I found a pearl-handled knife and sawed through the stringy packing tape.  All four boxes were full of Estee Lauder beauty cream.  My brothers couldn't believe it. 

"I was sure it'd be food," one of 'em said.  

I knew why it wasn't canned goods.  Granny stockpiled beauty cream in case Mrs. Lauder stopped making it.  Granny loved her country, but she didn't want to stop being pretty on account of the war.  

It always made me sad when Mom or Dad called upstairs.  Sometimes they wanted us to come down for a bowl of Valley Bell Ice Cream, but more often than not, it was  time to go.  

Sadder still was the day 20 years later when my dad called.  I lived in Cincinnati, Ohio at the time.  

"They've got a dumpster pulled up to Granny's house.  They're throwing everything out but furniture, china, and silver." 

My bottom lip came out, and I slumped over on the sofa.

"Gosh, Dad," I said.  "Why didn't you tell me sooner?  It's not like I live 45 minutes away, you know."

Monday, November 22, 2010

This Is the Day

In the night
I made nests
Of Double Bubble pink cotton batting
To protect the bluejay blue
Eggs of my joy
I swaddled the orbs and whispered
"Don't crack.  Please don't break."
I would cry.  I would die.  Maybe.

I mounded the fluff over top the happy spheres
Making protection against disappointment
Delay.  Lost things.  "Dulles, we have a problem."

I pressed pink softness against my lips
Tamping, muting, containing
The raucous, ebullient spray of aqua Alka-Seltzer foam
It longed to projectile  from within to without
I spoke inside my mind.
"Not yet, my pretty fountain."

I imagine they, and she, fear the depths
And the altitudes of my emotions
Eighty-nine days ago they glimpsed a dropperful of my despair
Before I tamped, muted, and contained it
But joy?
Surely joy cannot be contained.

Friday, November 19, 2010

In Search of Excellence

I stood up and faced the ten people gathered around our dining room table.

“Will you excuse me a minute please?”

I ran upstairs and stuck my head in a laundry basket.  And screamed.  When I raised my head, I saw my husband’s pant leg.

“Something wrong?”

 I looked up from my crumple on the floor.

“It’s not perfect.”

He shrugged.  “It doesn’t have to be.  It’s excellent.  That’s enough.”

Last year my Thanksgiving hoohah was a bit of a fiasco.  I decided to be cool and brine my bird.  Nowhere in the directions did Martha Stewart say it would take the turkey three times longer to cook due to its 48 hour soak in salt water.
Thankfully, all the guests were polite about the very delayed entrance of the main course.  We actually started out fine.  The wassail was perfect, all simmery and cinnamony in the crockpot I’d wrapped with fall foliage paper. It made the house smell like it had one foot in November, the other in December.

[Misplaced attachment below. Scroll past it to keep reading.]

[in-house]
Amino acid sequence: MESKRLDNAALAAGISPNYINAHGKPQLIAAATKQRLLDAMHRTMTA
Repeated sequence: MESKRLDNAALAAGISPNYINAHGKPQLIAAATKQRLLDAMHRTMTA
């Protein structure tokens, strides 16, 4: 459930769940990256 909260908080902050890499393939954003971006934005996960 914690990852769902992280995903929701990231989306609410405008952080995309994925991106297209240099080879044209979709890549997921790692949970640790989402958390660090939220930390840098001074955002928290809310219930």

The appetizer buffet was stunning.  I had to smack the kids’ hands with a wooden spoon to keep ‘em from spoiling their appetite with shrimp butter on toasted baguette slices.  My ma-in-law and I vied for the biggest glutton title with the Bon Appetit spiced pecans.  My husband single handedly polished off the roasted bell pepper and havarti slices on fancy crackers. 

When I heard the oven timer buzz, I clapped to get everyone’s attention.
 “And now, for the main event,” I said.  “Give me a few minutes to get the turkey out of the oven, and we’ll get this feast started for real.”
My husband hoisted the big Tom Turkey out of the oven and onto my Granny’s cream ironstone platter while I got the side dishes squared away.  Nutty green beans go in this bowl.  Garlic mashed potatoes go in there.  My sister-in-law’s best-ever-she-won’t-give-me-the-recipe sweet potatoes stay in the baking dish she brought 'em in.  My own stuffing concoction goes in our wedding anniversary bowl.   Did I miss anything?
I peeked over my husband’s shoulder as he sliced into the bird breast.  He jumped when I squealed.  The carving knife clattered on the stove top. 
I waved my arms.  “Stop!” I said.  “The juices aren’t running clear!  The package said the juices have to be clear.  Else people'll die of salmonella.”
My husband looked from me to the turkey.  I pushed potholders at him.
“Quick!  Put him back in the oven.”
I increased the heat 25 degrees and slid the roasting pan all the way back and left.  I crammed the side dishes onto the racks, hoping to keep them warm too.  I flipped my hair back and smoothed the front of my cute aqua and lime Anthropologie apron.  I headed into the dining room--a basket of warm cheddar pecan biscuits in one hand, a crystal bowl of soft, salted, Amish butter in the other.
"Everyone get a biscuit and butter.  It’ll tide you over ‘til turkey time.”

My husband checked the bird thirty minutes later.  He stood in the dining room doorway and shook his head ever so slightly.  I choked on my biscuit bite.  I wadded my pilgrim and Indian print napkin and dropped it on my empty plate. 
“Here.  Let me take a look.”